Speech Fluency

Groups and Camps for Children and Teens Who Stutter

By | Social Skills, Stuttering | No Comments

Groups and Camps for
Children and Teens Who Stutter


At Granite Bay Speech, we are dedicated to helping individuals become confident communicators. We offer groups and camps for children and teens, ages 8-18, who stutter or clutter. Members choose activities based on their interests.  Activities may include: making movies, PowerPoints and educating others about stuttering, sharing fun social activities or creating art projects. Practice speeches, presentations, and interviewing techniques.  Individuals become confident communicators, regardless of their level of fluency. Group members learn from one another and often form lifelong friendships.

If you are interested in joining one of our groups or camps, please contact us today!

2530 Douglas Blvd., Suite 110  Roseville, CA 95661 
(916) 797-3307


Effective New Device for Veterans Who Stutter

By | Stuttering | No Comments

At Granite Bay Speech, we are seeing more and more veterans who need treatment for stuttering. We’ve found the most effective therapy for them is a combination of our standard techniques and some exciting new technology.

Many military men and women stationed in a war zone return home with what is known as neurogenic stuttering – a type of stuttering that comes on suddenly in adults who had never stuttered before. For veterans, the cause is usually head trauma or brain injury. Other causes of neurogenic stuttering include strokes, tumors and Parkinson’s disease. Whatever the reason, the fluency centers in the brains of these patients have been damaged, and the speaker may have difficulty producing words without a struggle.

These are some of the symptoms of neurogenic stuttering, from the Stuttering Foundation of America:

  • Excessive interruptions, such as interjections and revisions
  • Repetition of phrases, words and parts of words
  • Hesitation and pauses in unexpected locations
  • Cessation of speech in mid-word
  • Extraneous sounds while speaking
  • Rapid, unintelligible bursts of speech
  • Extraneous movements of lips, jaw or tongue while speaking

In helping our veterans, we still use our proven speech therapy techniques, such as simplifying speech, slowing the speech rate and relaxing the posture, but now we also offer treatment with a new electronic device we’ve found to be extremely effective for this type of stuttering.

The SpeechEasy is a small instrument that looks similar to a hearing aid, and, in fact, it is worn in the ear. But instead of amplifying sound, the SpeechEasy alters sounds so you hear your own voice at a slight delay and different pitch.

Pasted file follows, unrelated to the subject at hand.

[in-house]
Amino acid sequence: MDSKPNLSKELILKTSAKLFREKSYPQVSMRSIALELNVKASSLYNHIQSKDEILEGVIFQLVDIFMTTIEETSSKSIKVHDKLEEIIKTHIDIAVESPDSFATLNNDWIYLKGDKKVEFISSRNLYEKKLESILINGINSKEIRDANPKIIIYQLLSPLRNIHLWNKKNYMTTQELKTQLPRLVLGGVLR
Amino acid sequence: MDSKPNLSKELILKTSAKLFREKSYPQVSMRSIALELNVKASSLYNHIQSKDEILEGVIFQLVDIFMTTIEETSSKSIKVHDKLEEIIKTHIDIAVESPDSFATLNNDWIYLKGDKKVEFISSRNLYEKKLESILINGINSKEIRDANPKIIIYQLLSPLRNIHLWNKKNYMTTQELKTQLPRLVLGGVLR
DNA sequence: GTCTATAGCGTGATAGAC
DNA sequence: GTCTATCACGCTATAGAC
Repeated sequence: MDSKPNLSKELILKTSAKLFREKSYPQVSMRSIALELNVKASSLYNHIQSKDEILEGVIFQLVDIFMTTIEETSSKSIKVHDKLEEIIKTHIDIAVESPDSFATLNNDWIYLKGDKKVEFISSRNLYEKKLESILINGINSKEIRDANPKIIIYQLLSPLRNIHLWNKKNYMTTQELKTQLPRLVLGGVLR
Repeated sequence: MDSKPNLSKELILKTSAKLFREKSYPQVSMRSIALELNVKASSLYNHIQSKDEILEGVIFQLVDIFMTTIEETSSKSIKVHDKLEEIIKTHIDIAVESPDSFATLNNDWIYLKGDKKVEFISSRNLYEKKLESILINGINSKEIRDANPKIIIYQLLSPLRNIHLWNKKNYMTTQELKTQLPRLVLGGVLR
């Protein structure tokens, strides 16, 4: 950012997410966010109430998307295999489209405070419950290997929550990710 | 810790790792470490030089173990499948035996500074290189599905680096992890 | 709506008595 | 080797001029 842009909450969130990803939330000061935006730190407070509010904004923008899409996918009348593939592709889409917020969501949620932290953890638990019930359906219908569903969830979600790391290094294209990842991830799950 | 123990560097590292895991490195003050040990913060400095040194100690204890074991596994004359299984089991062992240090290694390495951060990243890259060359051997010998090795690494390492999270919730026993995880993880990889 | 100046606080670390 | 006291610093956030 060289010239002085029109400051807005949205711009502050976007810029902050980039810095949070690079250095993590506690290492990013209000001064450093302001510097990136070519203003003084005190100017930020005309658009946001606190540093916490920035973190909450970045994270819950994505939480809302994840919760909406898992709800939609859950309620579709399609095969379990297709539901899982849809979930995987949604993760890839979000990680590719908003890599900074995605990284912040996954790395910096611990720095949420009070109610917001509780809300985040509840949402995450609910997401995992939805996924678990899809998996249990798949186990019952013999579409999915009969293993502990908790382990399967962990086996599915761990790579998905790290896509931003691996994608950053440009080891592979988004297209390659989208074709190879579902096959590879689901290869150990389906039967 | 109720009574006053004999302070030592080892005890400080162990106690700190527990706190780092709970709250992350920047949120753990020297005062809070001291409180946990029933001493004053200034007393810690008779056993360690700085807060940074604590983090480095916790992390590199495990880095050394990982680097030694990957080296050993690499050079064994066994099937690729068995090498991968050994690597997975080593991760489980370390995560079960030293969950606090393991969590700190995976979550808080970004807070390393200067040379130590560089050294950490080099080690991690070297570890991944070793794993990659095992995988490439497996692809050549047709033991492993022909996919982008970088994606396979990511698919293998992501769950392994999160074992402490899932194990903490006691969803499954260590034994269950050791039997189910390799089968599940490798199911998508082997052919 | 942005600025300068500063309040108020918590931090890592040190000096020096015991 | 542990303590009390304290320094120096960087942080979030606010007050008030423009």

Most people who stutter can sing or speak in unison with others with little or no stuttering, a phenomenon known as the “choral effect.” The SpeechEasy device mimics that effect by creating a “chorus” with the patient’s own voice. As the patient talks, it sounds to his brain as if he is speaking in unison with another person.

The results for this device have been outstanding. It was found that stutterers were able to maintain the fluency they achieved with the device even when they weren’t wearing it. This indicates the brain has been able to change permanently, and it works for people of all ages who stutter.

The device comes in four sizes and styles, all of them nearly invisible in the ear, and their prices are similar to the cost of a hearing aid. For veterans, the Veterans Association covers the costs of therapy and devices for stuttering acquired as a result of military service.

Of course, the SpeachEasy isn’t only for veterans. If you think the device could benefit you, veteran or not, make an appointment to talk to us about this new technology for improving your speech.

Helping Increase Awareness of Stuttering and Cluttering

By | Community Events, Stuttering | No Comments

Nancy Barcal and Mike Molina had a rewarding and heartwarming day on April 20! They provided information about stuttering and cluttering on behalf of the Access to Care Fair in Granite Bay, CANational Stuttering Association, Sacramento-Roseville chapter, to more than 600 people at the Access to Care Fair at Bayside Church in Granite Bay. A Touch of Understanding (ATOU), a Granite Bay nonprofit, hosted this event — the eighth annual — to provide the community with information, resources and services for people with special needs. Through its Youth Force, ATOU has presented active disability awareness programs to more than 57,000 Northern California students in the past 17 years.

A children's art therapy project at the Access to Care Fair in Granite Bay, CA

Granite Bay Speech's stuttering & cluttering booth at the Access to Care Fair

Both stuttering and cluttering affect a person’s speech fluency. There are many variations of stuttering, including speech interruptions. A person who clutters usually presents rapid, irregular speech often accompanied by inappropriate pausing and inflection. More than 3 million Americans — 20,000 in the Sacramento area — have a stuttering disorder. You can find helpful positive information about stuttering, cluttering and other speech issues at this website, the local Stuttering Association chapter’s website, www.sactovalleyspeech.org, or by calling Granite Bay Speech at 916-797-3307.

The photos, from A Touch of Understanding, show highlights of this great event. The photo at right shows our booth with Nancy Barcal helping visitors. The spin wheel — the round sign with its back to the camera — was made by a youth member of the National Stuttering Association and was a big hit. Attendees spun the wheel to answer questions about stuttering, and everyone received a prize. The colorful painting, above, was a children’s art therapy project.